Creating a new whole from different forms in Nakrob Moonmanas' 'Sacrifice'
There's something strange and magical about Nakrob Moonmanas' artworks. Known for his whimsical collages which dice and splice traditional Thai imagery with that of the West's, it's almost impossible not to go in and have a closer look.
In his first full-scale solo exhibition called "Sacrifice", which launched last week at Bangkok Art and Cultural Centre (BACC), John Everett Millais' classic painting of Ophelia is joined by Phra Ram and Phra Lak from the Ramakien epic, holding her as she floats down the river. Jean-Honoré Fragonard's rococo masterpiece The Swing now has the pink-dressed woman swinging through Bangkok's historic Giant Swing and Da Vinci's The Last Supper replaces Jesus and his 13 apostles with Buddha and his 13 disciples.
The works engender a similar tongue-in-cheek feeling to Banksy's modifications of classical artworks. Many of Nakrob's works, like La Mort De L'Art -- a wood carving crucifix of Ganesh -- engender both shock and a good laugh, but the artworks are definitely much more subtle in meaning. For the past few years, Nakrob has made it his goal to unfreeze Thai culture.
Nakrob Moonmanas on the opening night of 'Sacrifice'. Photo: Apipar Norapoompipat
To the frustration of cultural and religious conservatives, Nakrob freely plays around (with no disrespect in mind) with Thai imagery and literature, placing characters and symbols deemed "Thai" in completely different contexts to form a new narrative in the hopes of having them become more tangible to the public.
"It's about contrast," he said. "It's about how Thainess is locked up in this cage. But I believe that it can get out of that cage."
Because Nakrob majored in Thai, which emphasised Thai history and literature, he was able to see the different angles, perspectives and thought processes which our ancestors worked with. Last year, he gave an eye-opening TedX talk on breaking down and interrogating symbols of Thainess by deconstructing the architecture, language, greetings and even the national anthem to show that these "pure Thai" customs were actually influenced, constructed and essentially made into being by other traditions and cultures.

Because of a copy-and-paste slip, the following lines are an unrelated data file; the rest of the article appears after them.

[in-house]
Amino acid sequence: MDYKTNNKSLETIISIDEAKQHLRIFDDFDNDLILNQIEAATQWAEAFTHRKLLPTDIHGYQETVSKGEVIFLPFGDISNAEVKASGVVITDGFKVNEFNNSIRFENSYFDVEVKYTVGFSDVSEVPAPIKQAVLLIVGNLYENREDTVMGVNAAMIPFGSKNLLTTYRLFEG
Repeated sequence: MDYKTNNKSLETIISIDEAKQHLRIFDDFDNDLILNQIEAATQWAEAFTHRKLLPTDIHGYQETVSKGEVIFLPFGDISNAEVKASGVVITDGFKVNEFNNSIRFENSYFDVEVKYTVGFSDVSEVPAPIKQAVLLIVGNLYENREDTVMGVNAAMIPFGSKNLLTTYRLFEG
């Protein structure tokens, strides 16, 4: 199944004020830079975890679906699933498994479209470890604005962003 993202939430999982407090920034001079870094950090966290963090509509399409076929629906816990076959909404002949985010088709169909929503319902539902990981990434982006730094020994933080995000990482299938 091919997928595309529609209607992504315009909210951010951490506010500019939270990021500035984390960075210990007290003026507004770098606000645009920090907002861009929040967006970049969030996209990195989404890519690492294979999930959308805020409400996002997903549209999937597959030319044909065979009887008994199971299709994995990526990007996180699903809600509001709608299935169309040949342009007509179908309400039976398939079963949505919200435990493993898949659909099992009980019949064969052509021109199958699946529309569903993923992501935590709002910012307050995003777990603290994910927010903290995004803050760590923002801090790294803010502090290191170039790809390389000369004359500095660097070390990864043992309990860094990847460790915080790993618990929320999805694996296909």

"People in the past had a lot of humour," he explained. "They were extremely creative and they didn't care what style or structure they were building things as. They would build temples mixed with Western architecture, Chinese architecture or Indian architecture. There was no restriction for them."
Nakrob, with his collages, is simply doing the same.
"Thais in this era restrict [creativity]. They say this and that is Thai. It has to be this pattern only. It has to be this gold only. It causes Thai culture to disappear because people now think that it's intangible. I think people are distant from Thainess because we don't really understand it. And the people who teach Thainess [teachers and parents] don't really inspire us and they don't really appreciate Thainess in terms of creativity, but in terms of it's something that's high, sacred and untouchable."
La Mort De L'art, 2017. Photo: Apipar Norapoompipat